In the latest salvos over broadband access, the Federal Communications Commission, newly headed by Ajit Pai, has blocked nine ISPs from joining the federal government’s Lifeline program, which promotes broadband access for low-income households — with implications for everything from school-focused research to streaming media to eCommerce.
As reported by New York magazine, the Lifeline program allows for the establishment of a $9.25 monthly credit to be earmarked to pay for landline or mobile phone services. That has been expanded to embrace broadband. And yet, those nine ISPs have been kept from the program itself, including, said the magazine, a lone ISP that operates across as many as 40 U.S. states. The ISPs, said The Washington Post, had been cleared to operate within the program weeks ago.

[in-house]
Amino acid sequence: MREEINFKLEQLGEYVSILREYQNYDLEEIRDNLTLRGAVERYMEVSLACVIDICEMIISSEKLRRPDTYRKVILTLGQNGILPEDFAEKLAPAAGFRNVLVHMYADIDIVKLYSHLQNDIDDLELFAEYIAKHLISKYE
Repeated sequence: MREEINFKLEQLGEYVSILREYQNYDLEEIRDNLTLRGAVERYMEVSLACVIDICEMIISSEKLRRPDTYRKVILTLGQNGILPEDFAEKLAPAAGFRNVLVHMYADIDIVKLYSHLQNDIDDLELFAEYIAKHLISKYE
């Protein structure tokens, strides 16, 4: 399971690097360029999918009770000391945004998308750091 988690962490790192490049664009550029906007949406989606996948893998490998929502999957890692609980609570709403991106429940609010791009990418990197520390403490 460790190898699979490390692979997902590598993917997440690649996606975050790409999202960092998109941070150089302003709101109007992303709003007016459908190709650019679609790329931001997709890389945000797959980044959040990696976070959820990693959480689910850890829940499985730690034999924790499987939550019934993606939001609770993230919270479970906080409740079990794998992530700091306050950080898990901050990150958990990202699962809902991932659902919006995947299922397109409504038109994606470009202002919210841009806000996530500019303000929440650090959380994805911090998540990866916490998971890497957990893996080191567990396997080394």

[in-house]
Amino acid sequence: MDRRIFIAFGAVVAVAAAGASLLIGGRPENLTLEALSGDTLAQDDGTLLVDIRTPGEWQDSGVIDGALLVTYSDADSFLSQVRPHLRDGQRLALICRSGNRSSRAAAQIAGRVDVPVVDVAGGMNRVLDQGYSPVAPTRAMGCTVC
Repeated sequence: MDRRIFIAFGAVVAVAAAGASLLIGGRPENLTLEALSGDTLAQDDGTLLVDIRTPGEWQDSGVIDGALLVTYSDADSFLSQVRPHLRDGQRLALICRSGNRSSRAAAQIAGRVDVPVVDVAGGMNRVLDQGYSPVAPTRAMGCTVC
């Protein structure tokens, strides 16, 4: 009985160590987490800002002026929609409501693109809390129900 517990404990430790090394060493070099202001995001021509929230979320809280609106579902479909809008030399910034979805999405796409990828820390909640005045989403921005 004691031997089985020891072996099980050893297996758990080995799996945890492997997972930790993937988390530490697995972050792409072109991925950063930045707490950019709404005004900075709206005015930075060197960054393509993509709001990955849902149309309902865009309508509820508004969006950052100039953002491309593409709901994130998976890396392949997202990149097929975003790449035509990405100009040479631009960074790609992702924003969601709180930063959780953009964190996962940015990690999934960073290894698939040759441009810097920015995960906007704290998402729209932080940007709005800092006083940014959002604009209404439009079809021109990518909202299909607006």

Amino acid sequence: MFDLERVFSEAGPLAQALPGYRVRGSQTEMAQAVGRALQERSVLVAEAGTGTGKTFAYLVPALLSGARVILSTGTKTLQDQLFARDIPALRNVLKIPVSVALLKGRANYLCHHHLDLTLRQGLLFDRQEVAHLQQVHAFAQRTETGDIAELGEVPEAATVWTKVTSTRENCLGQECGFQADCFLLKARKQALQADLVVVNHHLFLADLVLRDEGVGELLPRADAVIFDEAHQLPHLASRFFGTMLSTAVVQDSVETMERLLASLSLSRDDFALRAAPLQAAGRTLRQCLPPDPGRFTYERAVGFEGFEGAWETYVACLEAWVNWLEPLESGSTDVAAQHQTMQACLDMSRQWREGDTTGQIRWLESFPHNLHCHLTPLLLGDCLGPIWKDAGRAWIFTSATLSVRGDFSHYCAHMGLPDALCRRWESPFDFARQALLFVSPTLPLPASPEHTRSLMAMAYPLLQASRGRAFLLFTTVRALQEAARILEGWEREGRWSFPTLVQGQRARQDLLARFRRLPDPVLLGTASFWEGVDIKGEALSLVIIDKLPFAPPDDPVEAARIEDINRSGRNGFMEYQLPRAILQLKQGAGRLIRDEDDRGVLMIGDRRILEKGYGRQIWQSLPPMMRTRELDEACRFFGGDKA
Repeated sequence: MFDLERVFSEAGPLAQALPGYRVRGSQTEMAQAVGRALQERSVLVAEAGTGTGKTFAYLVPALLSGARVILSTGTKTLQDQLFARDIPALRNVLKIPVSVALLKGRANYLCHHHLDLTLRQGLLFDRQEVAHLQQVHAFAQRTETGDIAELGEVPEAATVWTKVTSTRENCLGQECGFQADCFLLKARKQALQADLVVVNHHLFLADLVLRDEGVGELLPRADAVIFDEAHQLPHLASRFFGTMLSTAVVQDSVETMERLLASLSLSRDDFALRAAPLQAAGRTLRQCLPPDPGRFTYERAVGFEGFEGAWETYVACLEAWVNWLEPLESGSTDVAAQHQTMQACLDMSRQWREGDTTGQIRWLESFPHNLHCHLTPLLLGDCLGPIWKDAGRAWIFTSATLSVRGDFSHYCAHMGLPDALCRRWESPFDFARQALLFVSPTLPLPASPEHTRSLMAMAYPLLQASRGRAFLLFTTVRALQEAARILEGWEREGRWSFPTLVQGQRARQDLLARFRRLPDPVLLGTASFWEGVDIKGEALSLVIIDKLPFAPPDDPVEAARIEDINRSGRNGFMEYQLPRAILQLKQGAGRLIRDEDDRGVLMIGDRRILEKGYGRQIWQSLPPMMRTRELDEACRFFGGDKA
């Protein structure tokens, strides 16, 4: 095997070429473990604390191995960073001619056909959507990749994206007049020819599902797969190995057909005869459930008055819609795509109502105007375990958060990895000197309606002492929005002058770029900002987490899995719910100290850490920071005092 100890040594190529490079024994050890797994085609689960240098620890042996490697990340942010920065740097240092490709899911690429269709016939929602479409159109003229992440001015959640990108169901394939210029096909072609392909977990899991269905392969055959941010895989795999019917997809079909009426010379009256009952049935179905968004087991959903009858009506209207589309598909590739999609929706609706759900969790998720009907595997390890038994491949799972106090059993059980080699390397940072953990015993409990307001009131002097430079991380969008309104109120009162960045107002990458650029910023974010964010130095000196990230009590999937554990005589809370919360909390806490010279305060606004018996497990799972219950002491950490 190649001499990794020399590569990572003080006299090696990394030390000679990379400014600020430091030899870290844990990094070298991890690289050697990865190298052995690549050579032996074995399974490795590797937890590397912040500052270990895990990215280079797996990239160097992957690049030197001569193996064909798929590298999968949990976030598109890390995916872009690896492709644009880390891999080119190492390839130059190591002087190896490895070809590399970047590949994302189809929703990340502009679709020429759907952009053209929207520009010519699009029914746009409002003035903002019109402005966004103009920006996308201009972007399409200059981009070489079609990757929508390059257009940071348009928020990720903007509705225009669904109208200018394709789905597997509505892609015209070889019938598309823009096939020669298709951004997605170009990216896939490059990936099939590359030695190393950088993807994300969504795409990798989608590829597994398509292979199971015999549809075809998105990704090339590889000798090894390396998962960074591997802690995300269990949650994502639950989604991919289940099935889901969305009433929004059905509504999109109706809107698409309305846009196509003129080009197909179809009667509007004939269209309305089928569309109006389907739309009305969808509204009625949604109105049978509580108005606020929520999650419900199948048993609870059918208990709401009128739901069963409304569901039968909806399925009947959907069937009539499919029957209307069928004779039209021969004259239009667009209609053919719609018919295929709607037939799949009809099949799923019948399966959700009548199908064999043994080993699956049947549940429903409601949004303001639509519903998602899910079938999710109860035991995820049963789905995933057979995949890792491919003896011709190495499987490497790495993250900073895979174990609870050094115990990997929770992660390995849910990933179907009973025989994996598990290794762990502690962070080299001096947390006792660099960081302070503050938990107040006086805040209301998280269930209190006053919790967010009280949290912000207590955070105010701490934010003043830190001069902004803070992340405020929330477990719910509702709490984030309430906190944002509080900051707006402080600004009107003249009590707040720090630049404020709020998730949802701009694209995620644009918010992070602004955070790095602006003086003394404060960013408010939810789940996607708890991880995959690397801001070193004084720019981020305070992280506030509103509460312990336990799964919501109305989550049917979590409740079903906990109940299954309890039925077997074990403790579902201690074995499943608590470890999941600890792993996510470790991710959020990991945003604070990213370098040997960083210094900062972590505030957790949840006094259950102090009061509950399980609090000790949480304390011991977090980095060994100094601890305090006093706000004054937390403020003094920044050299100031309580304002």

Lifeline could potentially reach as many as 13 million Americans. The implication of truncated access to the program, said the Post, is that waste fraud and abuse can be avoided. Lifeline itself is funded across taxpayers’ utility bills. The FCC has said that it would, by revoking the nine firms’ participation, gain “time to consider measures” that would short circuit fraud.
Announced last year, the Lifeline subsidy has as its goal the expansion of mobile phone services and broadband access at home, with the aim of getting a broad number of companies to participate. Broader access to broadband would have benefits ranging from students accessing the internet for research to avenues for eCommerce.